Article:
If Weinstein is indeed the tip of the iceberg, as many industry insiders have said, what do they do about other members who have been accused of sexual assault, such as Bill Cosby and Roman Polanski? As many people who have spoken to me here have said, the Academy condemnation cannot stop here.

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Shakespeare in Love won Best Picture at the 1999 Oscars

It is only the second time a member has been expelled. Actor Carmine Caridi had his membership revoked in 2004 after he allegedly sent confidential film preview videos to a friend which ended up online.

As the co-founder of Miramax Pictures and the Weinstein Company, Harvey Weinstein produced some of cinema’s most celebrated films, including Pulp Fiction, The English Patient, and Shakespeare in Love.

He has been thanked dozens of times in Oscar acceptance speeches, and in 2012 the actress Meryl Streep jokingly referred to him as “God” onstage.

But as accusations against Weinstein began to mount in recent days, film industry heavyweights came out to publicly condemn him and the British Academy of Film and Television Arts (Bafta) suspended his membership.

The French government is reportedly considering revoking his Legion of Honour, France’s highest civilian distinction, and there have been calls from some British politicians for his honorary CBE title to be revoked.

‘Sick and depraved’

Speaking to the Hollywood Reporter, Bob Weinstein called his brother “sick and depraved” and said he had no idea of “the type of predator that he was”.

He refused to comment on reports that he and the board of Weinstein Company were aware of Weinstein’s settlements with women during recent contract negotiations, saying only that the board “did not know the extent of my brother’s actions”.

He went on to call his brother’s apology statement “utter insanity” and a “lame excuse”.

“I’ll tell you what I did know,” he said. “Harvey was a bully, Harvey was arrogant…that I knew”.

Earlier, Bob Weinstein denied media reports that the Weinstein Company – which has placed Harvey Weinstein on indefinite leave – could now be closed or sold.

But several large film projects have been pulled from the company already, and reports in the Los Angeles Times and Wall Street Journal said that financers had begun to pressure the board to sell.

Media captionIt was “an open secret” a producer tells the BBC

Weinstein has denied allegations of rape detailed in The New Yorker magazine, saying that there were no acts of non-consensual sex.

His wife Georgina Chapman said on Tuesday that she was leaving him.

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Article source: http://www.bbc.co.uk/news/world-us-canada-41623637

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Harvey Weinstein: ‘Business as usual’ at Weinstein Co, brother insists

Posted by Warren Fyfe on October 14, 2017 in Warren Fyfe Site

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Bob Weinstein co-founded the studio with his brother in 2005

Harvey Weinstein’s brother, Bob, has denied media reports that the film production company they co-founded could be closed or sold.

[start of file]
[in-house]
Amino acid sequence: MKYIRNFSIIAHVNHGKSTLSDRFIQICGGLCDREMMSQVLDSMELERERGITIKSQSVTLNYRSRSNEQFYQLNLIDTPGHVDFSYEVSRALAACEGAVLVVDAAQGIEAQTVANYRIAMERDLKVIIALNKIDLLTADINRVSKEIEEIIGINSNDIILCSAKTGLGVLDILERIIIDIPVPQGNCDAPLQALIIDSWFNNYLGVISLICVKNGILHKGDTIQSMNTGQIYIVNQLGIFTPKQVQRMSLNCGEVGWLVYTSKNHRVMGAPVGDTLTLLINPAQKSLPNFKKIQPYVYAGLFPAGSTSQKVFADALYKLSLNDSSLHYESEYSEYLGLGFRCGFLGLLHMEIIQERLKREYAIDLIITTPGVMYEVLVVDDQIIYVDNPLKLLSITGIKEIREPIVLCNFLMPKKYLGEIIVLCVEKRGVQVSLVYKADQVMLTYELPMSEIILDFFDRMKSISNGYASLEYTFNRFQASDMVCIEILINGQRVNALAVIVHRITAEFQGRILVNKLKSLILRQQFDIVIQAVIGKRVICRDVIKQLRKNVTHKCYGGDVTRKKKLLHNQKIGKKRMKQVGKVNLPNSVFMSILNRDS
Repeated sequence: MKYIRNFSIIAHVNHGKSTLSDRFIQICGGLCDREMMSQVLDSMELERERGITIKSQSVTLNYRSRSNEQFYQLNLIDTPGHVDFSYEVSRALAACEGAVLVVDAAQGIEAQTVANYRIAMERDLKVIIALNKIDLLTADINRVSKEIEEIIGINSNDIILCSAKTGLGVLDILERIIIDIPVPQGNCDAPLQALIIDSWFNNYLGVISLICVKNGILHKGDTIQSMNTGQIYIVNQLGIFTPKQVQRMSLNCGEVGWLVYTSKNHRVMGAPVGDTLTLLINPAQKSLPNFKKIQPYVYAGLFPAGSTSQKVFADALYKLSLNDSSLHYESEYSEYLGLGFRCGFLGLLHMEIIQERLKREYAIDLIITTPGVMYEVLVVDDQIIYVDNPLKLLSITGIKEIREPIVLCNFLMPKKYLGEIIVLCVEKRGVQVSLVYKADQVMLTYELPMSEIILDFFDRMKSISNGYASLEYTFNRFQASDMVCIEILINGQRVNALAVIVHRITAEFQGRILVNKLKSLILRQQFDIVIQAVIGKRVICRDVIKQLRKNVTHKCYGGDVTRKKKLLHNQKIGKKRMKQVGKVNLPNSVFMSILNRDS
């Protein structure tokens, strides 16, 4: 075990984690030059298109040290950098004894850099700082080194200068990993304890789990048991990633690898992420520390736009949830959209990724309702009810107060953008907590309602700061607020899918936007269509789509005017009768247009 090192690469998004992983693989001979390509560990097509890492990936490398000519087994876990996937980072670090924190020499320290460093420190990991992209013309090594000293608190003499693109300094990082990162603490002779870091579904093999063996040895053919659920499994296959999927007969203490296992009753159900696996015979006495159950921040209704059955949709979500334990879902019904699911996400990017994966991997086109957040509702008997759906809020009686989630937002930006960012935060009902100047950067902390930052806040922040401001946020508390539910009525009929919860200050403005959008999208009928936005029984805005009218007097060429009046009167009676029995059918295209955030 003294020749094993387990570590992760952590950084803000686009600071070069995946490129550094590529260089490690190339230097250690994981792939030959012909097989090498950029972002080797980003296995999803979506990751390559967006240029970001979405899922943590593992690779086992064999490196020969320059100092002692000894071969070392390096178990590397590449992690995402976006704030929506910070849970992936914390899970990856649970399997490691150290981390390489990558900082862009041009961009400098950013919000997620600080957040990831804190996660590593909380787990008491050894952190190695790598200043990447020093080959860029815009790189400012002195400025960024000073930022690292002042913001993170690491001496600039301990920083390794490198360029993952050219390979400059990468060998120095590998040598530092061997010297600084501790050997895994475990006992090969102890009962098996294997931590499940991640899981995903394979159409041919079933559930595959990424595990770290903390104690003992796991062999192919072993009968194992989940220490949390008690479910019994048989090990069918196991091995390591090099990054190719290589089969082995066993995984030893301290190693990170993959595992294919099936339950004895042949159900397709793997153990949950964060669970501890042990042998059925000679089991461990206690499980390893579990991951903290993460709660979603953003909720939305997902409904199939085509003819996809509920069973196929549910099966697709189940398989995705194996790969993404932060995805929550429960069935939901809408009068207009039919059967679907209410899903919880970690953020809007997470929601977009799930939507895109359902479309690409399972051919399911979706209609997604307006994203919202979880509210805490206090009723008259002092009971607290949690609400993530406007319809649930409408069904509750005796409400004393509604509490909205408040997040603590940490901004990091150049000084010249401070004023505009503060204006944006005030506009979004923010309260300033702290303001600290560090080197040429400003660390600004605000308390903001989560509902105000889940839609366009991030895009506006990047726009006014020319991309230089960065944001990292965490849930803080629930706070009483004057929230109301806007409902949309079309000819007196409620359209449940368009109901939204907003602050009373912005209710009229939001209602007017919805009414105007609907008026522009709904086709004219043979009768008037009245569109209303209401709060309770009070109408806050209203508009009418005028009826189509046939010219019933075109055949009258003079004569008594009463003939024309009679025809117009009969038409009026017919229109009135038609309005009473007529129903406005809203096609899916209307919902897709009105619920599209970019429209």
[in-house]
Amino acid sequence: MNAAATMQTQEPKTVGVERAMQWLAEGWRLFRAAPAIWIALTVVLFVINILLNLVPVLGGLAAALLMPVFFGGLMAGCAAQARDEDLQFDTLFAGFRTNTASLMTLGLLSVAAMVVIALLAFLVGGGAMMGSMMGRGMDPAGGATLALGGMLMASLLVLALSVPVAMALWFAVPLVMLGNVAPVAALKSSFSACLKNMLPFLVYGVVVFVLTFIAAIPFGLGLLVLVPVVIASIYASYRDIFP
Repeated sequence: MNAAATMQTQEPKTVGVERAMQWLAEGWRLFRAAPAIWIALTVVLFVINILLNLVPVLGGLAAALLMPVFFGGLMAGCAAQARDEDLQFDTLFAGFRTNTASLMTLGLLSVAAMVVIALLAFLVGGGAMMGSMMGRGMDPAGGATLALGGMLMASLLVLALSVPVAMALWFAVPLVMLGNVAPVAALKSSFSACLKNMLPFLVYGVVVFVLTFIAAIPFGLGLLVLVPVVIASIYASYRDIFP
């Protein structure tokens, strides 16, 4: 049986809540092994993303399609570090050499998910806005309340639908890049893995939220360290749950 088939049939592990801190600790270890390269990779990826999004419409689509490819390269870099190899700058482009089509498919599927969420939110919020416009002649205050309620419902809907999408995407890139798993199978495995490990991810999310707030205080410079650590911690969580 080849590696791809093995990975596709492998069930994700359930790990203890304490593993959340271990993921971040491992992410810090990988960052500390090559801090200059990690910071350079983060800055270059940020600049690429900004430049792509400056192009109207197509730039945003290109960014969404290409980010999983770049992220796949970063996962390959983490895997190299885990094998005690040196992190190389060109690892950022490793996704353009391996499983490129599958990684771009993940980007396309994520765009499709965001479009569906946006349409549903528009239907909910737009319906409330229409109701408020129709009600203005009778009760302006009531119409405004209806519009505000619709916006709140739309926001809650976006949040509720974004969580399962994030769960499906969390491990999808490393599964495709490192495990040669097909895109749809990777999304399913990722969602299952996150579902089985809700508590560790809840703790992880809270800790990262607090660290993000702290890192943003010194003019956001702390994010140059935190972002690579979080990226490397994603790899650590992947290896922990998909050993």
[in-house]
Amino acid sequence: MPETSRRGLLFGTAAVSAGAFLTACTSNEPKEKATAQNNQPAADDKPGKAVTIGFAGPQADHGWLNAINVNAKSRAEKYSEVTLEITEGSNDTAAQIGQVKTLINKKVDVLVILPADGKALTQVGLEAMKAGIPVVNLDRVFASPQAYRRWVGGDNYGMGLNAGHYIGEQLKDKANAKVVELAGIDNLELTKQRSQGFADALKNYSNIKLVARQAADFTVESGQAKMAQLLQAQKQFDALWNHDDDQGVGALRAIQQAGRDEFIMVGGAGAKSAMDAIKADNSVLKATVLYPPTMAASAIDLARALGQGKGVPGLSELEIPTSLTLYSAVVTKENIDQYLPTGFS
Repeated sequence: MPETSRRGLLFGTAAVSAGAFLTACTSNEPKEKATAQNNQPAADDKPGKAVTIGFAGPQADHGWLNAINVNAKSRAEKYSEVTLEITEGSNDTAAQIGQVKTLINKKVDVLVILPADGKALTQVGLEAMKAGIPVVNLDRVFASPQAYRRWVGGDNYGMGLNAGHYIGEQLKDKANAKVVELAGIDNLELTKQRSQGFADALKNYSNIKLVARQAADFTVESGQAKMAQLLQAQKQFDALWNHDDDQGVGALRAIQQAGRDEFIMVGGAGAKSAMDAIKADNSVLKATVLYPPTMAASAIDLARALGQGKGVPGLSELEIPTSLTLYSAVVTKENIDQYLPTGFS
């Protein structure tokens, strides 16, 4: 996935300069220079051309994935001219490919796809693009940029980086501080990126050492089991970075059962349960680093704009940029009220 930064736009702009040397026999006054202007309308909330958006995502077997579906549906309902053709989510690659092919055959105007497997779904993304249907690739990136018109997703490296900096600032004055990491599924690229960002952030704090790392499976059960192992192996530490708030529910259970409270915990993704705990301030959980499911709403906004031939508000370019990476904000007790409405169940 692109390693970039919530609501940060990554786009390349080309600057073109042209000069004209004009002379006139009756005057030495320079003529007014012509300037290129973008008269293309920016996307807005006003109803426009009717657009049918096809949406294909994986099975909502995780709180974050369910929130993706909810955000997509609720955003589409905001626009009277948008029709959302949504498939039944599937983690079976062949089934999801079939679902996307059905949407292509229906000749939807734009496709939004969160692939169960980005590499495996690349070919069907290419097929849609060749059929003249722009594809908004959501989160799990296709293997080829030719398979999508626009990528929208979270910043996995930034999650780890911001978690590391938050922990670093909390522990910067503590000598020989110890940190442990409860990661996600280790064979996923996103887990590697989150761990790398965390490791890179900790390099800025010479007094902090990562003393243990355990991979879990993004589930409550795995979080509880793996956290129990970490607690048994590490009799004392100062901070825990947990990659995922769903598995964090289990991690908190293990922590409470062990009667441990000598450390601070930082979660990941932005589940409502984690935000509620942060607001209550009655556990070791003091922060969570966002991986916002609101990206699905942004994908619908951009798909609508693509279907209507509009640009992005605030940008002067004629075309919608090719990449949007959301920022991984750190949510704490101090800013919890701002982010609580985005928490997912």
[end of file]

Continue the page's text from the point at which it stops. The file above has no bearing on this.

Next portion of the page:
“Our banks, partners and shareholders are fully supportive of our company,” he said in a statement. “Business is continuing as usual.”

The company fired Harvey Weinstein on Sunday amid a slew of sexual harassment allegations.

The claims have prompted police investigations in both the US and UK.

On Friday, the scandal surrounding Weinstein – who produced films including Pulp Fiction, Shakespeare in Love and Crouching Tiger, Hidden Dragon – deepened when he was accused of rape by US actress Rose McGowan.

He was already facing claims of rape, sexual assault, groping and harassment.

Weinstein, who is believed to be in Europe seeking therapy, has insisted through a spokeswoman that any sexual contacts he had were consensual.

Since the avalanche of claims began, the company has been trying to disassociate itself from its co-founder and save the business, reports say, with efforts made to buy Harvey Weinstein out, rebrand and keep creative partners on board.

But reports in the Los Angeles Times said that financers had begun to pressure the company to sell and potential buyers were circling.

The Wall Street Journal also reported the company was “exploring a sale or shutdown” and was “unlikely to continue as an independent entity”.

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The Weinstein Company fired Harvey Weinstein last weekend, but there remains intense speculation about its future

The company is thought to be worth hundreds of millions of dollars but before the recent allegations had already faced questions about its future prospects amid increasing competition from media streaming services.

Investment bank Goldman Sachs said on Friday it was investigating options to sell the small stake it holds, citing the reported “inexcusable behaviour”.

On Saturday, the organisers of the Oscars film awards will hold emergency talks amid speculation it could suspending Harvey Weinstein’s membership. Bafta, the British Academy of Film and Television Arts, has already done so.

The New York Times broke the story on 5 October when it detailed decades of allegations of sexual harassment against Weinstein.